With broker requests for online enrollment in the small-employer market escalating, CareFirst needed a new technology platform. "We were already establishing an online enrollment solution for the 200-plus employee market, in partnership with another Blue plan," explains Shekar Subramaniam, associate VP of broker sales for the mid-Atlantic BlueCross BlueShield insurer. "But our brokers were clamoring for paperless enrollment and transactions for the under-200 market because it's where the bulk of the volume is."
Starting with a clean slate in late 2006, Owings Mills, Md.-based CareFirst narrowed the list of available benefits enrollment and management options to a handful of vendors. Then, in early 2007, the evaluation team heard a presentation for a software-as-a-service-based solution from Benefitfocus (Charleston, S.C.). "[We] looked at each other and said, 'Why aren't we doing this?' " recalls Subramaniam, who says the solution offered the desired technology tools and Benefitfocus had extensive Blue plan experience.
Once a deal for the enrollment portal, branded CareFirst Connect, was inked in mid-2007, a cross-functional implementation team was formed and various underwriting requirements were ironed out. "Unlike other Blue plans, we operate in three jurisdictions," Subramaniam notes. "Because guidelines and ratings differ in each jurisdiction, we had to systematically define rules and establish eligibility requirements."
By early 2008 CareFirst ($3.5 billion in total assets) started IT integration and broker training. On the technology side, Subramaniam reports, an existing under-utilized B2B server farm was programmed to communicate with Benefitfocus. Essentially, he explains, Web servers at both companies communicate with each other via XML, passing requested data from CareFirst's internal systems to Benefitfocus whenever brokers log into the Connect platform to work through enrollment-related chores.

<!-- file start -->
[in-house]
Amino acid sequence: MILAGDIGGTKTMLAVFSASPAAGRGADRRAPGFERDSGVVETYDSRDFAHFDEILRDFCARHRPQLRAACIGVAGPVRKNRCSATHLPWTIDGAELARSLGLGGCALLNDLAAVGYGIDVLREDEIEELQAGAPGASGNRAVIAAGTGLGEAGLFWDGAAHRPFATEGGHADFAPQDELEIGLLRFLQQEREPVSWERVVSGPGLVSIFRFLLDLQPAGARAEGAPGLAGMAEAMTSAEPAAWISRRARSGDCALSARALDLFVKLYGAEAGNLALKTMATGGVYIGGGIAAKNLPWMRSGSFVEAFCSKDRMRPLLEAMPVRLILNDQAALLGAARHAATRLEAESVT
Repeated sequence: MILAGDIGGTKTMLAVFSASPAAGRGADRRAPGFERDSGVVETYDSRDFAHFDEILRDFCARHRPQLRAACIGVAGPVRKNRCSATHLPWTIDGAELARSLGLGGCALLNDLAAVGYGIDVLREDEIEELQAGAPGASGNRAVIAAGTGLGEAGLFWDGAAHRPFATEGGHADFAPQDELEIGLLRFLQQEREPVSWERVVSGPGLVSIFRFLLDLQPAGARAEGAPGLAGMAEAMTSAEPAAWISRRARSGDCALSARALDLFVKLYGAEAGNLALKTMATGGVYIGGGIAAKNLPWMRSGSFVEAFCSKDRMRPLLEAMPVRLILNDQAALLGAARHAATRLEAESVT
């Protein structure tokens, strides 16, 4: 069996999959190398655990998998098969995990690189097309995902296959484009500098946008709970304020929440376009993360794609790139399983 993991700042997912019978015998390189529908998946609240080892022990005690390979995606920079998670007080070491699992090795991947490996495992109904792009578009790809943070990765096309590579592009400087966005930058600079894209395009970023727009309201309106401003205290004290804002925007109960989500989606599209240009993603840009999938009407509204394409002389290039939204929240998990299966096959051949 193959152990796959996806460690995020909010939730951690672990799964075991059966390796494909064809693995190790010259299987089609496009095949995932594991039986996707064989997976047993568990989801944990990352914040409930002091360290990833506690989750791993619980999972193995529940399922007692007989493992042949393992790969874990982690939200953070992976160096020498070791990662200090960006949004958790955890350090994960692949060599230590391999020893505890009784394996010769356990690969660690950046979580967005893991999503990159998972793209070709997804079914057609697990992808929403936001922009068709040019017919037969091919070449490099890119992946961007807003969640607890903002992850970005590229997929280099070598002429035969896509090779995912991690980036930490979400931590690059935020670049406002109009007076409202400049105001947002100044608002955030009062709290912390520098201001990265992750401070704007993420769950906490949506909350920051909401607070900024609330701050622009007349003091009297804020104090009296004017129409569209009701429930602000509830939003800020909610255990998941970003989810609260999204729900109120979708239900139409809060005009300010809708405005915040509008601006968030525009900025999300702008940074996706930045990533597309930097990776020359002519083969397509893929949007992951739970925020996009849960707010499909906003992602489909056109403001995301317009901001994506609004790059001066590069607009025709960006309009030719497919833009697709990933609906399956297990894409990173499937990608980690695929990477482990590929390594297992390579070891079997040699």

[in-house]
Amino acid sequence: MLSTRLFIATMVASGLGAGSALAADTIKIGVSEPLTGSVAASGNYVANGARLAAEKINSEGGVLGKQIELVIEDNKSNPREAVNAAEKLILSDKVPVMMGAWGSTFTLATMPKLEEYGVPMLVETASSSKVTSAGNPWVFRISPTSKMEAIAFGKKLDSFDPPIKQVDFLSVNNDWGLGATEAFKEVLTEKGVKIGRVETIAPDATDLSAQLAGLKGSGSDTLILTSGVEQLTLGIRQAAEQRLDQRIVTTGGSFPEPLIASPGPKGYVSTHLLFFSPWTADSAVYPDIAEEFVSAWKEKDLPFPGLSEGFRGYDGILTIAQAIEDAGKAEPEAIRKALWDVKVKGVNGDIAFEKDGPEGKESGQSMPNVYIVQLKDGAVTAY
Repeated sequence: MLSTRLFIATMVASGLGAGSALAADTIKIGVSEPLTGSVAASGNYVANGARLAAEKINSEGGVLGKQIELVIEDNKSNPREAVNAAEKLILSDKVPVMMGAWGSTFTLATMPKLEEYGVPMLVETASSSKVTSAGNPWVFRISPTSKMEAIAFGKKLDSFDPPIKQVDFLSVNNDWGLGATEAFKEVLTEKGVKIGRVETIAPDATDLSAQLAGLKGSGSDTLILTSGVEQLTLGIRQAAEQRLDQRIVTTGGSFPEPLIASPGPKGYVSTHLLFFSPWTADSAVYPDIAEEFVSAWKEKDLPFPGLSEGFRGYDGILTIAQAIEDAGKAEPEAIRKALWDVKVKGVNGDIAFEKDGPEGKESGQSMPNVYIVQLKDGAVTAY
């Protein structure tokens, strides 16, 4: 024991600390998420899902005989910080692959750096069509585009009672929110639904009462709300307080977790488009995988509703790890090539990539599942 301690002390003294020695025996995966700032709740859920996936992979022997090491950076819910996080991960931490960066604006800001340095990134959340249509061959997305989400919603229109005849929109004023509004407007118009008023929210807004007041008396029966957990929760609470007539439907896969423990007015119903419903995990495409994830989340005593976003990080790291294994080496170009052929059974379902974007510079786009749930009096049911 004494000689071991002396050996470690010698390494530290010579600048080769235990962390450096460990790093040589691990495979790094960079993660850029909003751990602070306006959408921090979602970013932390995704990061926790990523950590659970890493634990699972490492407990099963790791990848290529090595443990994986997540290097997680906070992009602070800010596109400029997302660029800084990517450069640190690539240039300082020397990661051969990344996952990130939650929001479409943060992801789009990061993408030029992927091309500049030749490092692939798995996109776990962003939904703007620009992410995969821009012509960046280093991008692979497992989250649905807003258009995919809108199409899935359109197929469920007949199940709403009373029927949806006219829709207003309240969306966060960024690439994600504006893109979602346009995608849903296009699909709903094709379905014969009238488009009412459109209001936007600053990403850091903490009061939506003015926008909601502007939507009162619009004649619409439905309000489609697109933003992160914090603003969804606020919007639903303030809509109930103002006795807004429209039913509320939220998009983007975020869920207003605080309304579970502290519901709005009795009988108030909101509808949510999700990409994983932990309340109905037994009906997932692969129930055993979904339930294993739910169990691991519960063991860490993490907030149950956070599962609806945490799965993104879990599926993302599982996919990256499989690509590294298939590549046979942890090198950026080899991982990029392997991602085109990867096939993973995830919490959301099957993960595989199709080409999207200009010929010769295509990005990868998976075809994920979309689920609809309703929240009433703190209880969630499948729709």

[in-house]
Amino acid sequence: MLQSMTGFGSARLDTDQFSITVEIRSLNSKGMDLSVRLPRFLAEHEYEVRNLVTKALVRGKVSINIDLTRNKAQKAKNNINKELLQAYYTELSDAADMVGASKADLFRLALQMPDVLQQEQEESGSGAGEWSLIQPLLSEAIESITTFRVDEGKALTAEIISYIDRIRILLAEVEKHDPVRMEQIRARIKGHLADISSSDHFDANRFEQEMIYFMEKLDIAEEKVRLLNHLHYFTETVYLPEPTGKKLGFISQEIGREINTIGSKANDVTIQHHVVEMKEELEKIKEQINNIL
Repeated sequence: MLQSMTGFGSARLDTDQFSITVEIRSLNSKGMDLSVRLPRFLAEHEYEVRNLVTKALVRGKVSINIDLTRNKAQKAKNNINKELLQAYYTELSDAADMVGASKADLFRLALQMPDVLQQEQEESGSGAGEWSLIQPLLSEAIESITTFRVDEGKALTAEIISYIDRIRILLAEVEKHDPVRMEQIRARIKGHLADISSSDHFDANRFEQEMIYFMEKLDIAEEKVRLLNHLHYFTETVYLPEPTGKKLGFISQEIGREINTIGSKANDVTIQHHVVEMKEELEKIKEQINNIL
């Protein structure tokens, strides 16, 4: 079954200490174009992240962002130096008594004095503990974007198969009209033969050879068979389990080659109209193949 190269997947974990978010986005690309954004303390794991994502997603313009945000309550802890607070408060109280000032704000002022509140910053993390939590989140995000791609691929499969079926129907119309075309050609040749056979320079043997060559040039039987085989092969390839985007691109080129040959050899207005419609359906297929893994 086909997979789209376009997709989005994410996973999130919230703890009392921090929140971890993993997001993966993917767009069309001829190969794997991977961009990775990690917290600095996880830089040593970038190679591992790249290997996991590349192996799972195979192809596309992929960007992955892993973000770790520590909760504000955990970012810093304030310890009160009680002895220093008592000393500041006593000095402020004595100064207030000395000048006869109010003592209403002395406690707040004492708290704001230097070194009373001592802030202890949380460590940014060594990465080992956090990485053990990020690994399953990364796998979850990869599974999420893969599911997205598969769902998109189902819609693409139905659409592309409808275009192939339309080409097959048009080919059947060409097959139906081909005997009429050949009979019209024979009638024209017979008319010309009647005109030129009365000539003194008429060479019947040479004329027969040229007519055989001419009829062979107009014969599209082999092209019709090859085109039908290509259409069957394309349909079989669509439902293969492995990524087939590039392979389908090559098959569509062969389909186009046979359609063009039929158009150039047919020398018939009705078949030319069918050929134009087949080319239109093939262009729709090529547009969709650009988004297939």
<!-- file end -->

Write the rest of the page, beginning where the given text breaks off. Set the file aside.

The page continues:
For broker training, CareFirst leveraged the Benefitfocus Video as a Service offering to create and distribute on-demand training videos. Benefitfocus captured detailed data about which training segments a broker completed and sent the information to the CareFirst sales team. According to Subramaniam, this provided sales staff with specific reconnaissance information and eliminated weeks of road shows for the CareFirst trainer, who spent only two days in the vendor's insurance-dedicated production studio creating the training videos.
Working the Kinks Out
After completing a successful test migration in November 2008, mass conversion of CareFirst's approximately 19,000 small-employer groups (two to 50 employees) began in January 2009. But two challenges quickly emerged, Subramaniam acknowledges. First, brokers received errors, which were traced to incorrect code mapping at Benefitfocus.
Although the vendor soon corrected the mapping errors, brokers were more concerned about a new re-enrollment requirement, Subramaniam recalls. "Since hundreds of small businesses have no changes from year to year, our brokers were dissatisfied with required re-enrollment," he says. "In the end, we implemented passive enrollment as the default option across the entire employee spectrum because it was more efficient and just made common sense."
By mid-2009 all small-employer groups were on the system, and the remaining employer groups were migrated as their renewals occurred. By January 2010 every existing account was converted and, according to Subramaniam, the rewards swiftly piled up.
"Errors have dropped by 15 to 20 percent, and, at the same time, we've reduced enrollment processing turnaround time by two days," reports Subramaniam. "We've already seen a staffing savings of approximately $140,000, and our paper costs have fallen by about 70 percent, which is about $60,000 to $75,000 annually."
Broker satisfaction also is soaring. "Our service calls from brokers have dramatically decreased," Subramaniam says. "In addition, brokers tell us they are seeing real benefits because they're dedicating more time to sales and less to managing paperwork."
In short, going paperless is proving transformative, Subramaniam says. "Enrollment and transaction bottlenecks have essentially been eliminated," he notes. "And brokers in our distribution system are happy. Those are big wins for us."
CASE STUDY SNAPSHOT
Company: CareFirst, Inc. (Owings Mills, Md.; $3.5 billion in total assets).
Lines of Business: Health.
Vendor/Technology: The Benefitfocus (Charleston, S.C.) SaaS benefits enrollment and management platform.
Challenge: Establish paperless enrollment capabilities for insurance brokers.
Anne Rawland Gabriel is a technology writer and marketing communications consultant based in the Minneapolis/St. Paul metro area. Among other projects, she's a regular contributor to UBM Tech's Bank Systems & Technology, Insurance & Technology and Wall Street & Technology ... View Full Bio